Issue(s): Quasar #11
We don't actually see Marrina's Plodex children, but the issue starts with him trying to find some alien lifeforms that he's detected under the sea, and then wondering if Sub-Mariner knows about them (knows about them? He should be paying child support!).
Quasar then sees a tidal wave and determines that it was created artificially, and then detects "tachyons" (which a footnote defines as hypothetical faster-than-light particles). He finds a guy running at super-speed across the water.
I think it's funny that Quasar thinks it's ok to stop the guy. What if it was Quicksilver (or even Makkari) running to get a bomb away from a civilized area or something? Anyway, Quasar doesn't recognize the guy as Makkari, but when he brings him over to the West Coast Avengers to be treated by Keith Kincaid, they tell him.
Meanwhile, a mysterious entity is looking in on Captain Britain at Excalibur's lighthouse, and is surprised to learn that he's joined a team of super-powered individuals. The entity considers possessing one of them, ruling out Captain Britain himself because his powers have changed "since we last fought" and he's now impervious to his magicks. The entity then rules out Nightcrawler for not being powerful enough, and then briefly considers Meggan but settles on Phoenix.
Back to Quasar, who has returned to his civilian identity as Wendell Vaughan and went to work, where a H.D. Steckley is asking for a job.
Vaughan's company only has one client at the moment, which is probably barely enough to keep the current team employed. But Vaughan agrees that if she can bring in five additional customers, she's hired. "H.D." stands for Heather Douglas, and as Moondragon she probably won't have any problem forcing five companies to become customers.
After Steckley leaves, Quasar goes to his private office and checks in on the space turnip in his closet.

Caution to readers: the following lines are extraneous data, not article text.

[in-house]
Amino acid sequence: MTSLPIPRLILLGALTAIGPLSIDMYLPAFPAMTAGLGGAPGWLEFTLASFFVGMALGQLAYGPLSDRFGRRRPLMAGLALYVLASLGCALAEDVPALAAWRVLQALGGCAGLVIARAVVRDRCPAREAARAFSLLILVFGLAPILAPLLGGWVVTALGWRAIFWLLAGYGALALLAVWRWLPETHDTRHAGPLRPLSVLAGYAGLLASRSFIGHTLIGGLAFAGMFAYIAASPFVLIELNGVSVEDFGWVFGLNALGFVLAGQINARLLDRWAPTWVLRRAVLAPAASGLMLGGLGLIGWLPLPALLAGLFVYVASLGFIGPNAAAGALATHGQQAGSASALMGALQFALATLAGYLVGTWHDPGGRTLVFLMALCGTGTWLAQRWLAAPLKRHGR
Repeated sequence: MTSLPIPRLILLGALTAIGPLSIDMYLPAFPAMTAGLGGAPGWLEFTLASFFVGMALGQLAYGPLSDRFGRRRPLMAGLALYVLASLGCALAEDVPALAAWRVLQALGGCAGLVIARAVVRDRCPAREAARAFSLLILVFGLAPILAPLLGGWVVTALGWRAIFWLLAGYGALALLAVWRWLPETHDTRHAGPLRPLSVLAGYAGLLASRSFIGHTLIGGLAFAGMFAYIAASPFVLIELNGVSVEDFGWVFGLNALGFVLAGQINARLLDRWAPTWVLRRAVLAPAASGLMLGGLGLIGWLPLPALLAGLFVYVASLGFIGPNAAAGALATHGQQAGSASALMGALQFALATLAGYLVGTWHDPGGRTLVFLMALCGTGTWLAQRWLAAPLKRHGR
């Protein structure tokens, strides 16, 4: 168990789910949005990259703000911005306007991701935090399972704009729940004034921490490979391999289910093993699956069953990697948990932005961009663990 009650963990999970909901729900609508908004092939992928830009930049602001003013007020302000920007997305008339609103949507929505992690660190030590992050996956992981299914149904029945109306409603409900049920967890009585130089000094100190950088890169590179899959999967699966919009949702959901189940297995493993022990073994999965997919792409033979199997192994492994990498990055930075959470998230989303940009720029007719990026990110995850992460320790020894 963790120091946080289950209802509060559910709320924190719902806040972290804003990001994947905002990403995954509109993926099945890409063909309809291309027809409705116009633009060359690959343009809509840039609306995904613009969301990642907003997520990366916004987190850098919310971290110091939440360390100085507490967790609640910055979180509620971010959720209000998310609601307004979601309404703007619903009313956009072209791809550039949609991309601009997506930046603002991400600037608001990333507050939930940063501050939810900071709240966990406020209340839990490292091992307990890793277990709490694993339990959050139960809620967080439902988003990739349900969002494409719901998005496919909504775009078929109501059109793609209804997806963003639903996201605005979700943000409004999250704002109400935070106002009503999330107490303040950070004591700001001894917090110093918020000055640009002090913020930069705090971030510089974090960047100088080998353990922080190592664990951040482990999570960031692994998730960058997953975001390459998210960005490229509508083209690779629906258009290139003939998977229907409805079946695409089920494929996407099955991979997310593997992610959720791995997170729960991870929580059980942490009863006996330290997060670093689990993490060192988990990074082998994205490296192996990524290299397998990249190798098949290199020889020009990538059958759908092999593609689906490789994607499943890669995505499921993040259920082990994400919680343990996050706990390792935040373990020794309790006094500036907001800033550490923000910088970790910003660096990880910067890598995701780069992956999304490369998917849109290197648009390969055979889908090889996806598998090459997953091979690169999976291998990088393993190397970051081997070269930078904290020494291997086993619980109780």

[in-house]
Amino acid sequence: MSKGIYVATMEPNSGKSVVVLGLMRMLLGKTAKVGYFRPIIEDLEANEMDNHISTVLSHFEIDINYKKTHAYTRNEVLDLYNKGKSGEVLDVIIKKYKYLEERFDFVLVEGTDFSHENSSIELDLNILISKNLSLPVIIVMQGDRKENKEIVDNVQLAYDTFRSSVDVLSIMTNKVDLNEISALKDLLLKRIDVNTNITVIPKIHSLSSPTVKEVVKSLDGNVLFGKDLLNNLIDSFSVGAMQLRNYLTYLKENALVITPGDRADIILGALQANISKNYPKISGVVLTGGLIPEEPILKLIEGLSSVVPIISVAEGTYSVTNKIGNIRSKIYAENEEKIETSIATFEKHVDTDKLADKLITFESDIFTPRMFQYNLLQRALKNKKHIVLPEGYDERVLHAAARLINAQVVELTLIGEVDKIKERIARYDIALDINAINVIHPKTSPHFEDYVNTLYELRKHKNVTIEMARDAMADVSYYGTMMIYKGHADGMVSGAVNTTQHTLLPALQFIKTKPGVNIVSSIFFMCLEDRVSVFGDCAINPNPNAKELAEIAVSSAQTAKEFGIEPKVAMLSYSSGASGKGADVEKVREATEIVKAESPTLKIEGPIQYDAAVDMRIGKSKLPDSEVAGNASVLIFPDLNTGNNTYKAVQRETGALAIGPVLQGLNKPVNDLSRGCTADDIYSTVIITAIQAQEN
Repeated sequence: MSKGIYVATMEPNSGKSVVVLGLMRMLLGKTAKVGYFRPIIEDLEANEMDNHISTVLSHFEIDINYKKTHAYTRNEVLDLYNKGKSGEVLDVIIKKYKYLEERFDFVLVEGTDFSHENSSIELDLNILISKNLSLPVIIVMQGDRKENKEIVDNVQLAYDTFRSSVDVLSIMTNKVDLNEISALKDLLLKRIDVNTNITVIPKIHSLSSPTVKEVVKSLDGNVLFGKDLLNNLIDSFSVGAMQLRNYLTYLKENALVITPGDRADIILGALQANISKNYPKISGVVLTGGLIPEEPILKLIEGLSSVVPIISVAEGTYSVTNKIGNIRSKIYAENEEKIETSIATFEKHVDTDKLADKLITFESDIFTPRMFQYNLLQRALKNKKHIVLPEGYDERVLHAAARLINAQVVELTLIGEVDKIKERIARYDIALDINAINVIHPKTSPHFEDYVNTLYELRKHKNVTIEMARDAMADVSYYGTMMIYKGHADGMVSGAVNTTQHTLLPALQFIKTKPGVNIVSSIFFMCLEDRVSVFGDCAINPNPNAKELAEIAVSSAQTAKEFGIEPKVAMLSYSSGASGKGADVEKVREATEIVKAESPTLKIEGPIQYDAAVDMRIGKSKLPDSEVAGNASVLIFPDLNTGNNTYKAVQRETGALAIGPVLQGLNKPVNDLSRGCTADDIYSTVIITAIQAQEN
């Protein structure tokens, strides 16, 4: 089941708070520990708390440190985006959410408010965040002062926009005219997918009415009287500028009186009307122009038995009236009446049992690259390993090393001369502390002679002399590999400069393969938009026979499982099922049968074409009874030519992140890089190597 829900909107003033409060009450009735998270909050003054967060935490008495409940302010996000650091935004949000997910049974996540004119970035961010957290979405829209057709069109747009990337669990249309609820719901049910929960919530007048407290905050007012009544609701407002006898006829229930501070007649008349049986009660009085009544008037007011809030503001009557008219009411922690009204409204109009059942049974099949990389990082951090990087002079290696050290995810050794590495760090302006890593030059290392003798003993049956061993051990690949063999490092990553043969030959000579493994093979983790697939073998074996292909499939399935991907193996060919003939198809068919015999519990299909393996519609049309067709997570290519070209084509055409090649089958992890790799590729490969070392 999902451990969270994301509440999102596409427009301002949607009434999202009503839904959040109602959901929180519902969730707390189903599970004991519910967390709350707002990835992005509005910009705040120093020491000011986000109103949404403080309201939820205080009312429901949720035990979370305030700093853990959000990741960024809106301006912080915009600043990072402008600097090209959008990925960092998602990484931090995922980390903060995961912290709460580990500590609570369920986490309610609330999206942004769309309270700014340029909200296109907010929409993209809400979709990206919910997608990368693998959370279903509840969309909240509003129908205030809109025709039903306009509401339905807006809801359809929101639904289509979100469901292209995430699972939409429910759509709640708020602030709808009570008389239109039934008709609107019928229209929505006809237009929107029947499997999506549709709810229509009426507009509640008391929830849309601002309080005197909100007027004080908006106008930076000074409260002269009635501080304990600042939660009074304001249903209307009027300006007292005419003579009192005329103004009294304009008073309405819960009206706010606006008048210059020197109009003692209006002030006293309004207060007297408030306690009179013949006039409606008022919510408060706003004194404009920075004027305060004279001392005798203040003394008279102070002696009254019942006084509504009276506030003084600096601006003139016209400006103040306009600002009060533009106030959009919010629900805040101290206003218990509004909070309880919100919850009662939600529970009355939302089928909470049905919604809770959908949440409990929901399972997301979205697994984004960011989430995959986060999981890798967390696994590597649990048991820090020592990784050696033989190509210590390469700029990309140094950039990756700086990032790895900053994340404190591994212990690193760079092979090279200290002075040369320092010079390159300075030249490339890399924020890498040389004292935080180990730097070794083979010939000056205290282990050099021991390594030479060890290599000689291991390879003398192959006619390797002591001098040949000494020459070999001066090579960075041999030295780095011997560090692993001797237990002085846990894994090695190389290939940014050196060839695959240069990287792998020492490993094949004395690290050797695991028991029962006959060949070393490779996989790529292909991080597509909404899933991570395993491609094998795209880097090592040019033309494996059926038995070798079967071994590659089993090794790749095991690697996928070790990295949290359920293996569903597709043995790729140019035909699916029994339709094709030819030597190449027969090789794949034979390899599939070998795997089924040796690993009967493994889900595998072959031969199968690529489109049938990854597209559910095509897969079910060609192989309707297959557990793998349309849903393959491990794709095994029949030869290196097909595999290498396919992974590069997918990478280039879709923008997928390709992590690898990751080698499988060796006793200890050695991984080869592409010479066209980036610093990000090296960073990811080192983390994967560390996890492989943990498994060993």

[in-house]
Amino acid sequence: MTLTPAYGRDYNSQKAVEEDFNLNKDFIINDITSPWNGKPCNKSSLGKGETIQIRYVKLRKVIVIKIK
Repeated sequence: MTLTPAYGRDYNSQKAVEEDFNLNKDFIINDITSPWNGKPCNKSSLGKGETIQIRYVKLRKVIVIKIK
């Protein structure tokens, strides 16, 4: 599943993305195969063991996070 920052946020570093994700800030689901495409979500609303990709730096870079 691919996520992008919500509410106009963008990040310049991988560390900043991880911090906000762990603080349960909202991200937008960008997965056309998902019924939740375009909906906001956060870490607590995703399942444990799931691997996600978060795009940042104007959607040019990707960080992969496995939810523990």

"I acknowledge your imminence" is my new favorite way to greet people.
Eon tells Quasar that something is up with Phoenix.
That's all the definition of the Phoenix Force that we're going to be getting in this isssue.
It turns out that the entity possessing Phoenix is Modred the Mystic. He uses the Phoenix Force to bring himself back into our world.
Quasar shows up, telling both Modred and Phoenix to "hold it right there" because he's "here to see what all the fireworks were about".
In this case, there's definitely a need for a super-hero, but i can't help feel like Quasar acts like a buttinsky. Even if we don't want to go with the depiction of the white male authoritarian showing up to demand that mutants show him their papers, there's at least potential for a Monty Python-esque sequence.
Quasar: Hold it right there! I'm the universal protector!
Anyway, like i said, in this case the intervention of a super-hero is entirely merited. Modred has Phoenix attack Quasar. Quasar is able to at least partially tap into the Phoenix Force to redirect her energies.
But he's not able to break out of Modred's Bands of Cytorrak.
Modred leaves him there to die. Quasar is working out how to locate some iron and bring it to him, hoping that will break the bands. But the rest of Excalibur show up and Captain Britain is able to tear the bands apart.
Thanks to some hasty exposition from Nightcrawler, the heroes agree to all Team-Up and go after Modred.